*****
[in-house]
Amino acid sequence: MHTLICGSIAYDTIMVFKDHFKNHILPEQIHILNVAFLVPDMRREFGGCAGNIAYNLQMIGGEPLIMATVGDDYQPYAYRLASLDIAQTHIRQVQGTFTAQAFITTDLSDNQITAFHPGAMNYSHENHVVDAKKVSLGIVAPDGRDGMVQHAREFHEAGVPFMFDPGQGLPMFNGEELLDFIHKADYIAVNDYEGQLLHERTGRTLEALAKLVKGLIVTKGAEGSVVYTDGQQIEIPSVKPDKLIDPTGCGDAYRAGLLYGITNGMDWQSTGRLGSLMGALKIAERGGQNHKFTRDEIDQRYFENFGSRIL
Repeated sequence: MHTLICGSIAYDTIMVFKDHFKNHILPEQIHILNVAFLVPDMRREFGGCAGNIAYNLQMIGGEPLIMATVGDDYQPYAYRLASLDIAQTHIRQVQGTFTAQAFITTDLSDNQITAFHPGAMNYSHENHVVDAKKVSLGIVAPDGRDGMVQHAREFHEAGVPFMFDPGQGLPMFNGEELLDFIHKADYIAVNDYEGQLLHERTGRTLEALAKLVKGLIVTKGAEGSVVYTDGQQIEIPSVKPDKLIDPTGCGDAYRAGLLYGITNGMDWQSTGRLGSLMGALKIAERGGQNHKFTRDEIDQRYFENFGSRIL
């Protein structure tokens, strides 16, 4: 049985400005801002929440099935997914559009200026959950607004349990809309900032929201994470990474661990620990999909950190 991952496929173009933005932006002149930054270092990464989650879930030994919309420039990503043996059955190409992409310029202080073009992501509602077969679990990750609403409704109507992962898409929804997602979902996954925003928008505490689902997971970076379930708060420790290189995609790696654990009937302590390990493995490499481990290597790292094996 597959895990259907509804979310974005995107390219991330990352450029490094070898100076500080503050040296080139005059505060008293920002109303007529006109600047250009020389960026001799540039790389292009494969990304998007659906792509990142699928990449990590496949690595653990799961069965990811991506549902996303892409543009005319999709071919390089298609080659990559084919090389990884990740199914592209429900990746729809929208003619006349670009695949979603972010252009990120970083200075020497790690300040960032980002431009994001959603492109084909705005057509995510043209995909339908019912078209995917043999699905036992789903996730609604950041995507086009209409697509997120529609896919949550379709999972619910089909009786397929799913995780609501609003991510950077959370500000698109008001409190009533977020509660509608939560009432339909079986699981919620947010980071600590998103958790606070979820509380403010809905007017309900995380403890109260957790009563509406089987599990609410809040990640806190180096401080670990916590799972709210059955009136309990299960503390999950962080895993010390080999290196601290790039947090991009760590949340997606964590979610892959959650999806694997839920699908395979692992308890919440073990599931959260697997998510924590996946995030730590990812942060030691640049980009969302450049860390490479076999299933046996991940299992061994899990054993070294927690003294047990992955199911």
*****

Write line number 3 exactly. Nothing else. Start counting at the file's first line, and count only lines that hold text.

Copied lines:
Repeated sequence: MHTLICGSIAYDTIMVFKDHFKNHILPEQIHILNVAFLVPDMRREFGGCAGNIAYNLQMIGGEPLIMATVGDDYQPYAYRLASLDIAQTHIRQVQGTFTAQAFITTDLSDNQITAFHPGAMNYSHENHVVDAKKVSLGIVAPDGRDGMVQHAREFHEAGVPFMFDPGQGLPMFNGEELLDFIHKADYIAVNDYEGQLLHERTGRTLEALAKLVKGLIVTKGAEGSVVYTDGQQIEIPSVKPDKLIDPTGCGDAYRAGLLYGITNGMDWQSTGRLGSLMGALKIAERGGQNHKFTRDEIDQRYFENFGSRIL